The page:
Runners tackle Hoodoo summit

 

Last updated 7/25/2023 at 10:47am

Photo by Jeff Omodt

Brian Elmstad of Eugene strides to the finish with a record-setting time in the 13.1-mile half-marathon at Hoodoo Ski Area on Saturday. The Hoodoo Challenge is a major fundraiser for Sisters Kiwanis Club.

The seventh annual Hoodoo Challenge: Run to the Top may have provided runners with the biggest challenge in the event's history on Saturday, July 22.

The event, sponsored by the Sisters Kiwanis, included a half-marathon (13.1 miles) and a five-kilometer run (3.1 miles).

Hot, dusty conditions and debris from recent logging added to the normal challenge of finishing at the top of the 5,700-foot summit, according to race organizer Suzy Ramsey.

Despite the difficulties, the top three finishers in the half-marathon broke the previous record on the course, per Ramsey.

Brian Elmstad, 29, of Eugene took top honors in a time of 1:32:16. Paul Balmer finished second (1:37:25) and Evan Moreau of Sisters placed third (1:40:21).

The first woman across the line, Kerri Lyons of Bend, placed fourth overall in 1:52:44, while Hayden Roth, a recent graduate of Sisters High School placed fifth as the youngest finisher in the race in 1:53:12. Roth will be running for Southern Oregon University this fall.


Other finishers with local ties in the half-marathon included Tim Roth, Billy Biggers, and Justin Harrer. A total of 50 runners completed the half-marathon.

A trio of youngsters took the top spots in the 5K race, led by 16-year-old Hayden Boaz of Bend, who finished in 29:06. Noah Laughlin-Hall, 18, took second (29:28) and Hudson Boaz, 14, placed third (34:52).

Kristi Laughlin-Raudy placed first among women in 36:18 and finished fourth overall. Josie Ryan of Sisters, 14, placed eighth overall (43:38) as the second female across the line, just ahead of Kolby McMahon (43:45), 13, also of Sisters.


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A total of 62 entrants completed the race, including 77-year-old Donna Kennedy of Camp Sherman and 8-year- old Grayson Lee of Sisters.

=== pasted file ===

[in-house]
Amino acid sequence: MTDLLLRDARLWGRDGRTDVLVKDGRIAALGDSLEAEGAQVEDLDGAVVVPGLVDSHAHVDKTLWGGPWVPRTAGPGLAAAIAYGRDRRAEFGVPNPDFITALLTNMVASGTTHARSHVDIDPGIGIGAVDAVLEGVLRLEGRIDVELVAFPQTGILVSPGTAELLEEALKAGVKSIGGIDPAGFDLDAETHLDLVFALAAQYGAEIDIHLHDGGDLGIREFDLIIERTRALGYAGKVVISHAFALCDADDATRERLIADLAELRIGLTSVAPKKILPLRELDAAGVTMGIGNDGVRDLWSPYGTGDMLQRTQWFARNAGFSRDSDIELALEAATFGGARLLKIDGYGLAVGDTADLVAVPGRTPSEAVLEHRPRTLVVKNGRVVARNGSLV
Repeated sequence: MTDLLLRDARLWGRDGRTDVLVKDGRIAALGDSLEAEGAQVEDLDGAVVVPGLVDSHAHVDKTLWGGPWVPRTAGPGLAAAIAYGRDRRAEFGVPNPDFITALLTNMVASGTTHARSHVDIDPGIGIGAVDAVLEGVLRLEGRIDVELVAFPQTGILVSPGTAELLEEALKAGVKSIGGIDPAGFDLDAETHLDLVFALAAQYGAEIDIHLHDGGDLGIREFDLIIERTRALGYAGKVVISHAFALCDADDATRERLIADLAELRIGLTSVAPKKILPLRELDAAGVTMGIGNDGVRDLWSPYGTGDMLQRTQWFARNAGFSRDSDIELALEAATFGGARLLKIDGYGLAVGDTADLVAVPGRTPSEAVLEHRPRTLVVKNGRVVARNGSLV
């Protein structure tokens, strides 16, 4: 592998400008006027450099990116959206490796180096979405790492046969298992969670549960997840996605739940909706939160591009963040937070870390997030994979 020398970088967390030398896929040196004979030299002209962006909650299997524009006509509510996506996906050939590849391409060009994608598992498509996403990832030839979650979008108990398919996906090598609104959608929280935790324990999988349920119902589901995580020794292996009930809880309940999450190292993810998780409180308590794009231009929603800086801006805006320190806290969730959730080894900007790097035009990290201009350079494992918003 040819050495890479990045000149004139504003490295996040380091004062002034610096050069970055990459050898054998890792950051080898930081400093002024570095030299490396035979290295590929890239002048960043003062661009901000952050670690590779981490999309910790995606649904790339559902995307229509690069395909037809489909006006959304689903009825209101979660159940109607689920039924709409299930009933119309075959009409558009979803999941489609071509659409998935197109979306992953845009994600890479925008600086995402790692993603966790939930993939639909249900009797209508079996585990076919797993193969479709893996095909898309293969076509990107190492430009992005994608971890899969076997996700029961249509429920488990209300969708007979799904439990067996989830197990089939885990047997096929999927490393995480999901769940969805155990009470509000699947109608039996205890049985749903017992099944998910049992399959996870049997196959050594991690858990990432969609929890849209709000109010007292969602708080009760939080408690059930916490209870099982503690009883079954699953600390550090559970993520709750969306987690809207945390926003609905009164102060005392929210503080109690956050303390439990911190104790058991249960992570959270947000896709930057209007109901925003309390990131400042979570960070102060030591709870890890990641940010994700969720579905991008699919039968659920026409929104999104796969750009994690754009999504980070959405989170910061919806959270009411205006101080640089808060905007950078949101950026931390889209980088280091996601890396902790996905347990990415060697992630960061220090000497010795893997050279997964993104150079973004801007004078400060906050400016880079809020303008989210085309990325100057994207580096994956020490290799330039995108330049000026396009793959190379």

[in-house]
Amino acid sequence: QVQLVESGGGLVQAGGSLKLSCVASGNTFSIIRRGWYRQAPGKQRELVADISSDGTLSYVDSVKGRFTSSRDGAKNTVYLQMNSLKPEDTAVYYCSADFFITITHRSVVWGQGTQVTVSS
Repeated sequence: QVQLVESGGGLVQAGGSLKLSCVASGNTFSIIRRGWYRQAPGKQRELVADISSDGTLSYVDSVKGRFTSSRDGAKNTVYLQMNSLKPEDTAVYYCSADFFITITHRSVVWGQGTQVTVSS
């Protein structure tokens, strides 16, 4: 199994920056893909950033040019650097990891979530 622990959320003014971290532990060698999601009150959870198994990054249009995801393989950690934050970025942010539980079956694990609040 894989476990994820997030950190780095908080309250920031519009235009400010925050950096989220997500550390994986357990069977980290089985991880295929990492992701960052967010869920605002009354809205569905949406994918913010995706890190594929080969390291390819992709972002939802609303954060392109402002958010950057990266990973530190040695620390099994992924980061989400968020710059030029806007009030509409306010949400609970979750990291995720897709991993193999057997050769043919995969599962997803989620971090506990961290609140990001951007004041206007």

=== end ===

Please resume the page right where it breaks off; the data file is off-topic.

The proceeds from the race help to fund Kiwanis projects, according to Ramsey.

"Basically all the fundraising we do with Kiwanis is focused on kids and families," she said. "This is one of our biggest fundraisers of the year and it will help us contribute to Family Access Network (FAN), local scholarships, Ronald McDonald fund and others."

A total of over 50 volunteers helped make the event run smoothly.

"We couldn't do this without all of our wonderful helpers who made this year's race really great,"said Ramsey.

The only glitch in the event occurred when someone removed some of the directional flagging on the course that had been put out the day before.


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"One of our volunteers was able to take care of that before the race," said Ramsey.

Ramsey hopes that next year's edition will attract even more people, including families.

"It's fun to have moms out here running and having their kids cheering them on," she said. "The fact that we had such a range of ages and locals as well as visitors made the day really great and we hope to keep adding to that."

 

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